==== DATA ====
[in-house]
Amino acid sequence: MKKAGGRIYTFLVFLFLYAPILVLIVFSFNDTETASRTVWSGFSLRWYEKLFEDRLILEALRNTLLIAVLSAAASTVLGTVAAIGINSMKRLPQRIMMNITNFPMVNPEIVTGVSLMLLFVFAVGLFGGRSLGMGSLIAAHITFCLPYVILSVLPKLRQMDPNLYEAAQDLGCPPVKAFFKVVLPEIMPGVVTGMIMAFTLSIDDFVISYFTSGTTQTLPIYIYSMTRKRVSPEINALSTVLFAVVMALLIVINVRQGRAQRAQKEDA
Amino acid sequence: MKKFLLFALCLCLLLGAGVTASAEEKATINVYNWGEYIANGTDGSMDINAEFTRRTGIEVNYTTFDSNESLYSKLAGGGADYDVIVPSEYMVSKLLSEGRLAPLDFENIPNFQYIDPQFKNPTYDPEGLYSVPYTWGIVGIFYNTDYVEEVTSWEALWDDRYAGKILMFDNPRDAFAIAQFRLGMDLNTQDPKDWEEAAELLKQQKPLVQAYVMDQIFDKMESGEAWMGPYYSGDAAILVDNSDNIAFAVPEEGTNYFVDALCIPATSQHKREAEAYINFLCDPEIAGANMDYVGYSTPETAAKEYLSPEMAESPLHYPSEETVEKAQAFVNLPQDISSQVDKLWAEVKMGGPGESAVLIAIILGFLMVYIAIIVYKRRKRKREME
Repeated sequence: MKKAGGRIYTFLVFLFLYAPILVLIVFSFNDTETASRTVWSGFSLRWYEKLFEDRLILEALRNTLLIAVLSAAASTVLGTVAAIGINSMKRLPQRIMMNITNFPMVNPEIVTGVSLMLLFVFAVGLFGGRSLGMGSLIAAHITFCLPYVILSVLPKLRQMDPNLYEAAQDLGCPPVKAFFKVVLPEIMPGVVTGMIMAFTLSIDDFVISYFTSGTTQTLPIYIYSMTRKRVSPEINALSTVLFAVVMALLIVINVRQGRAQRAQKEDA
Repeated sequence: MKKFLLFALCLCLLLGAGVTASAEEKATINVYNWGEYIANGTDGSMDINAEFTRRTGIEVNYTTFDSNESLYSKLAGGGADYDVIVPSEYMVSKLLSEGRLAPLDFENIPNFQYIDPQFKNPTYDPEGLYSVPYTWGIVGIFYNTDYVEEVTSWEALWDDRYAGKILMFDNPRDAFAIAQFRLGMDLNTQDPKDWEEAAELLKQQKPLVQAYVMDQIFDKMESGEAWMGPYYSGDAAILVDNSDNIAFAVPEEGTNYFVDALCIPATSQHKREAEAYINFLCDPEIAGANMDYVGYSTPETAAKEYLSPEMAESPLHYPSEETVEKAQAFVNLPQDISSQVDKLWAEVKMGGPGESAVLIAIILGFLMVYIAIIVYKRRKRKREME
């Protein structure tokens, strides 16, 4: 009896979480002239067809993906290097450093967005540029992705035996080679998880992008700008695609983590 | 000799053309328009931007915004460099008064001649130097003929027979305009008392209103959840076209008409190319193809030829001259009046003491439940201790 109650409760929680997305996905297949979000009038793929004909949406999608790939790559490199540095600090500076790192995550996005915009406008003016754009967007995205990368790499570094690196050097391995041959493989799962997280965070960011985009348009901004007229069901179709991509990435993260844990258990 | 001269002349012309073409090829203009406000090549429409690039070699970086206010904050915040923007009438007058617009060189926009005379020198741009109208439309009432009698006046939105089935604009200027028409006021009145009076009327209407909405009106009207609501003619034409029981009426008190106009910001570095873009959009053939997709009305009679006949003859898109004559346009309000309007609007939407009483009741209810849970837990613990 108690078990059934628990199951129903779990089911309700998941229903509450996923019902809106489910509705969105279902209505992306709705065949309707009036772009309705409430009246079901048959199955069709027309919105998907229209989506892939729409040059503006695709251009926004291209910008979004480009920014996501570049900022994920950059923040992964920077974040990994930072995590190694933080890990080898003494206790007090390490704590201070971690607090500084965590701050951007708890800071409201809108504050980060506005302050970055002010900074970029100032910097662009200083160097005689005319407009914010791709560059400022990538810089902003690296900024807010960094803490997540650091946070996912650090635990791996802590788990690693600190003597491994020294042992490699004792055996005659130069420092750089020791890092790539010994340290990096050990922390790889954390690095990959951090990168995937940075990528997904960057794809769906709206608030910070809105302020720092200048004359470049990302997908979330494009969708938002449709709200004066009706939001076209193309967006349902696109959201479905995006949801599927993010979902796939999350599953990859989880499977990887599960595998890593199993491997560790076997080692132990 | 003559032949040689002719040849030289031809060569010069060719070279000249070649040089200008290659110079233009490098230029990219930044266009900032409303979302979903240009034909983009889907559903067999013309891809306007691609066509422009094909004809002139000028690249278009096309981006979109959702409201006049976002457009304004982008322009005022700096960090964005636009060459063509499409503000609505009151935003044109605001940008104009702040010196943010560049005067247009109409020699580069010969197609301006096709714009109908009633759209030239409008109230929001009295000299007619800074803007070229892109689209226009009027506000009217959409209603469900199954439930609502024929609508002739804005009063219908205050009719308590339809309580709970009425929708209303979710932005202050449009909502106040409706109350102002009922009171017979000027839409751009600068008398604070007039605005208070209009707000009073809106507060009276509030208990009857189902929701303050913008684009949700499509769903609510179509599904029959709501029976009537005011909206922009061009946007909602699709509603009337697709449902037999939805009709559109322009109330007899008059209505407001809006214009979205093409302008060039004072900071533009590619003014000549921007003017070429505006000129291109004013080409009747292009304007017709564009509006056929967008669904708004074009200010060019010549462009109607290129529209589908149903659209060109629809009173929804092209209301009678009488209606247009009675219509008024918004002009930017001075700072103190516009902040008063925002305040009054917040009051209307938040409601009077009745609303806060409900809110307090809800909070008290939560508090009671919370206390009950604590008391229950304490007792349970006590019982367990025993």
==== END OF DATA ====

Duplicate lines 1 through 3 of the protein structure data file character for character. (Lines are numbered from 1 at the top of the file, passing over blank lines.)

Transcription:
[in-house]
Amino acid sequence: MKKAGGRIYTFLVFLFLYAPILVLIVFSFNDTETASRTVWSGFSLRWYEKLFEDRLILEALRNTLLIAVLSAAASTVLGTVAAIGINSMKRLPQRIMMNITNFPMVNPEIVTGVSLMLLFVFAVGLFGGRSLGMGSLIAAHITFCLPYVILSVLPKLRQMDPNLYEAAQDLGCPPVKAFFKVVLPEIMPGVVTGMIMAFTLSIDDFVISYFTSGTTQTLPIYIYSMTRKRVSPEINALSTVLFAVVMALLIVINVRQGRAQRAQKEDA
Amino acid sequence: MKKFLLFALCLCLLLGAGVTASAEEKATINVYNWGEYIANGTDGSMDINAEFTRRTGIEVNYTTFDSNESLYSKLAGGGADYDVIVPSEYMVSKLLSEGRLAPLDFENIPNFQYIDPQFKNPTYDPEGLYSVPYTWGIVGIFYNTDYVEEVTSWEALWDDRYAGKILMFDNPRDAFAIAQFRLGMDLNTQDPKDWEEAAELLKQQKPLVQAYVMDQIFDKMESGEAWMGPYYSGDAAILVDNSDNIAFAVPEEGTNYFVDALCIPATSQHKREAEAYINFLCDPEIAGANMDYVGYSTPETAAKEYLSPEMAESPLHYPSEETVEKAQAFVNLPQDISSQVDKLWAEVKMGGPGESAVLIAIILGFLMVYIAIIVYKRRKRKREME